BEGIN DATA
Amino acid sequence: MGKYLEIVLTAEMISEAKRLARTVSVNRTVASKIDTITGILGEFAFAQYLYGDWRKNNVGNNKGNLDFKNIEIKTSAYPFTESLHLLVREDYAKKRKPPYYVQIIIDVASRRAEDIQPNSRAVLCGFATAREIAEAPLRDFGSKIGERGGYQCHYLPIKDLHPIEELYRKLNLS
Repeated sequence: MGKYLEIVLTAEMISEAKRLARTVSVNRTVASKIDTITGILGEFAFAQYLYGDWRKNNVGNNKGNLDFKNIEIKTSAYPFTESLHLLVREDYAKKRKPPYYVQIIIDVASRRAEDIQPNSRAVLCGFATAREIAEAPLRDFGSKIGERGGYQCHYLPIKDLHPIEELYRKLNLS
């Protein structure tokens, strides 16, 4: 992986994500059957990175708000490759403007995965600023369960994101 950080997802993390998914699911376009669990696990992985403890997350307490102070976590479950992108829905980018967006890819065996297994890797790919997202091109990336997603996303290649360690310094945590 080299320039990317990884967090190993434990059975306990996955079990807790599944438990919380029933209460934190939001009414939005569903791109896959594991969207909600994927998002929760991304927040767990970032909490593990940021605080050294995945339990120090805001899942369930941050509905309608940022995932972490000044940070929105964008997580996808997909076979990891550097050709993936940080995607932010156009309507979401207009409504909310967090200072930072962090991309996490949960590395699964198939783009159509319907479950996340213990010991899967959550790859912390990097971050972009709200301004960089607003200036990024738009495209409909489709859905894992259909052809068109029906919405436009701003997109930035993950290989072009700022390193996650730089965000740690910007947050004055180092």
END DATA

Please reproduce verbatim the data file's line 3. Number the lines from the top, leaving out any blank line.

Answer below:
């Protein structure tokens, strides 16, 4: 992986994500059957990175708000490759403007995965600023369960994101 950080997802993390998914699911376009669990696990992985403890997350307490102070976590479950992108829905980018967006890819065996297994890797790919997202091109990336997603996303290649360690310094945590 080299320039990317990884967090190993434990059975306990996955079990807790599944438990919380029933209460934190939001009414939005569903791109896959594991969207909600994927998002929760991304927040767990970032909490593990940021605080050294995945339990120090805001899942369930941050509905309608940022995932972490000044940070929105964008997580996808997909076979990891550097050709993936940080995607932010156009309507979401207009409504909310967090200072930072962090991309996490949960590395699964198939783009159509319907479950996340213990010991899967959550790859912390990097971050972009709200301004960089607003200036990024738009495209409909489709859905894992259909052809068109029906919405436009701003997109930035993950290989072009700022390193996650730089965000740690910007947050004055180092």